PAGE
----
Northern News Headlines
$350 million rainy day fund would be returned to Mt taxpayers
Steps required by 2013 Leg. to get some budget increases
Sen. Tester's letter this week to VA head says it's unacceptable
Dept. of Trans. says it increases chance of accidents up to 500%
Influenza epidemic update report scheduled for release Friday
Sen. Daines told AP it would be different than current pipeline
DEQ & EPA to soon look into causes of pipeline break into Yell.
U.S. DOJ agreement stipulates sexual assault procedures
Starting at 7 PM on Northern News Network sponsored by Avitus
Settlement stems from 2010 primary election campaign
Oil recovery in Yellowstone upstream from Glendive is over
Due to lack of support Sec'y of State pulls bill from hopper
GOP's too, Wed. evening at 7PM sponsored by Avitus Group
To see where the state spends your money online since 2013
GOP controlled House and Senate to set final estimate
YouTube interview part of strategy to reach internet audience
Mt economic outlook good except business in rural counties
Bridger Pipeline crews isolate and cap broken pipe segment
Police could not subpoena e-mails or notebooks
Contends Arco coverup lasting 40 years in pollution at smelter
Reviving oversight of aging pipeline network questions
Schweitzer dropped it after 2009 to save money during recession
900,000 tons a year = $70 million economic impact for area
Bullock declares Dawson & Richland Cos. disasterb areas
Influenza vaccine not as effective in current flu season
RSS Feed 25 Latest Articles

Print View

Share    

 

 

 

“We continue to believe that we can accomplish more by working together on cost-effective, common-sense reform measures, rather than engaging in expensive and time-consuming litigation,” Cotter said.

Cotter wrote the commissioners on Feb. 26 – the same day the commissioners met with Van Valkenburg and expressed their concern that the “community has lost faith” in the office following a critical Feb. 14 report by the DOJ.

That document outlined deficiencies in Missoula County prosecutors’ handling of sexual assault cases, including a 17 percent prosecution rate of sexual assault cases.

In the letter, Cotter describes the success the DOJ has had with the University of Montana and the Missoula Police Department following similar reports on their work with victims of sexual assault.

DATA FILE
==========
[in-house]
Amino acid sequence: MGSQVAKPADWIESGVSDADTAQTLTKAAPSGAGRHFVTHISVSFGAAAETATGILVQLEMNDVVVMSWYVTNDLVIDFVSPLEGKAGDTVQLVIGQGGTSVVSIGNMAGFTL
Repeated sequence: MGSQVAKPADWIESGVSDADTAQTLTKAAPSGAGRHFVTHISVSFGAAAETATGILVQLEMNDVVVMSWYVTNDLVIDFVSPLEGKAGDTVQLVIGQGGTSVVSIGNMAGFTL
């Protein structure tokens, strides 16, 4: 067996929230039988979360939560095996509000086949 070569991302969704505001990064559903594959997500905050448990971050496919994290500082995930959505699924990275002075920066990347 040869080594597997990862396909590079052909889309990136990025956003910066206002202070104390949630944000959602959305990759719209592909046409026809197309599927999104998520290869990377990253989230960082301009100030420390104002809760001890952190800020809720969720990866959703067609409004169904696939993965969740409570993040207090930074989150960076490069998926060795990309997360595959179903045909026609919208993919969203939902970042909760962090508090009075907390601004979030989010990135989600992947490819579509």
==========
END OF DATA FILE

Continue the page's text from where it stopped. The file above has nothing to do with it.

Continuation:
The DOJ launched investigations into UM, the city and county in 2012. Both Missoula police and the UM Office of Public Safety entered into agreements with the Justice Department in May 2013, agreeing to changes in their handling of sexual assault reports.

“In contrast, the county attorney has refused to cooperate with our investigation from the outset,” Cotter wrote. “We have met with the county attorney several times and taken measures to address his expressed concerns regarding our investigation.”

The standoff between the DOJ and Van Valkenburg became even more entrenched at the beginning of the year, when Van Valkenburg sent a letter to the DOJ – rejecting their proposed settlement agreement and giving them two weeks to enter into “an amicable agreement” before he filed suit against the DOJ. When the Justice Department remained silent, Van Valkenburg filed for declaratory judgment in Missoula’s U.S. District Court, asking a federal judge to rule on whether the DOJ has jurisdiction over his office.

And the county commissioners furnished Van Valkenburg in his endeavors – releasing $50,000 of county funds for him to hire outside counsel to pursue the lawsuit.

Cotter wrote in his letter that the cost of litigation will “ultimately far outstrip the cost of reform.”

“We believe that the quickest and most effective way to protect women and improve the county attorney’s handling of sexual assault is a cooperative agreement,” Cotter wrote.

***

Commission Chair Jean Curtiss said Wednesday that her office is in the process of crafting a response to Cotter’s request, but said it’s not the commissioners’ responsibility to direct the affairs of another publicly elected official.

Instead, she said the DOJ should contact Montana Attorney General Tim Fox to work out an agreement, although that’s not likely.

“Between Fred and Mr. Cotter … I don’t think either one of them wants to settle,” Curtiss said.

In February, it also came to light the DOJ had entered into an agreement with former Montana Attorney General Steve Bullock, who is now governor, in 2012. Outlined in two letters, the agreement stipulated that the DOJ would share the findings of its investigations with the office.

During last week’s meeting with Van Valkenburg, Commissioner Michele Landquist said commissioners should have known about the agreement before releasing the funds Van Valkenburg requested to file suit against the DOJ.

“I can’t honestly say, knowing this, that I do support you going forward with any declaratory action,” she said at the meeting.

She said she saw the agreement as the attorney general giving the Justice Department the authority to investigate the County Attorney’s Office.

But Van Valkenburg, who has maintained that he has the support of both Bullock and Fox, said he didn’t see the letters as anything “of great consequence.”

Further, he denied attempting to mislead the commissioners by not providing them with copies of the agreement between

Landquist wouldn’t respond to questions Wednesday, but said in an email to the Missoulian that “this is a matter we take very seriously and we are working on our reply.

Share    

Comments

There are currently no comments, be the first to post one.

Post Comment

Name (required)

Email (required)

Website

CAPTCHA image
Enter the code shown above in the box below